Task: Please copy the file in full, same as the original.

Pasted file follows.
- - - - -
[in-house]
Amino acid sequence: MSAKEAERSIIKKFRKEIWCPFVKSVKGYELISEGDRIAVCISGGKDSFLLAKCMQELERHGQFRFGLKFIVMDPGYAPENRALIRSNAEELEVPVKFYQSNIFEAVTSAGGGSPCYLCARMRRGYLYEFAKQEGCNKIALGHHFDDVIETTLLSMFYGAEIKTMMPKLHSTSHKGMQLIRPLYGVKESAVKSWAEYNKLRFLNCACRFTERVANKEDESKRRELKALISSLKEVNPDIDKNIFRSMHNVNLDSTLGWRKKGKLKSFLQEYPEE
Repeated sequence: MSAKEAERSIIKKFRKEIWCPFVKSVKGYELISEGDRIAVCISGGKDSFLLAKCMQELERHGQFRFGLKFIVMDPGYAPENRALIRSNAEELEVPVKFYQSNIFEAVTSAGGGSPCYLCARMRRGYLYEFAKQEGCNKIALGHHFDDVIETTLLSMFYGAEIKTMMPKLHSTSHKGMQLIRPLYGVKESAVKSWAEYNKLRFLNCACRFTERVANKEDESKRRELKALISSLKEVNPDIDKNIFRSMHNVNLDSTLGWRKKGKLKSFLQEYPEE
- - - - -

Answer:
[in-house]
Amino acid sequence: MSAKEAERSIIKKFRKEIWCPFVKSVKGYELISEGDRIAVCISGGKDSFLLAKCMQELERHGQFRFGLKFIVMDPGYAPENRALIRSNAEELEVPVKFYQSNIFEAVTSAGGGSPCYLCARMRRGYLYEFAKQEGCNKIALGHHFDDVIETTLLSMFYGAEIKTMMPKLHSTSHKGMQLIRPLYGVKESAVKSWAEYNKLRFLNCACRFTERVANKEDESKRRELKALISSLKEVNPDIDKNIFRSMHNVNLDSTLGWRKKGKLKSFLQEYPEE
Repeated sequence: MSAKEAERSIIKKFRKEIWCPFVKSVKGYELISEGDRIAVCISGGKDSFLLAKCMQELERHGQFRFGLKFIVMDPGYAPENRALIRSNAEELEVPVKFYQSNIFEAVTSAGGGSPCYLCARMRRGYLYEFAKQEGCNKIALGHHFDDVIETTLLSMFYGAEIKTMMPKLHSTSHKGMQLIRPLYGVKESAVKSWAEYNKLRFLNCACRFTERVANKEDESKRRELKALISSLKEVNPDIDKNIFRSMHNVNLDSTLGWRKKGKLKSFLQEYPEE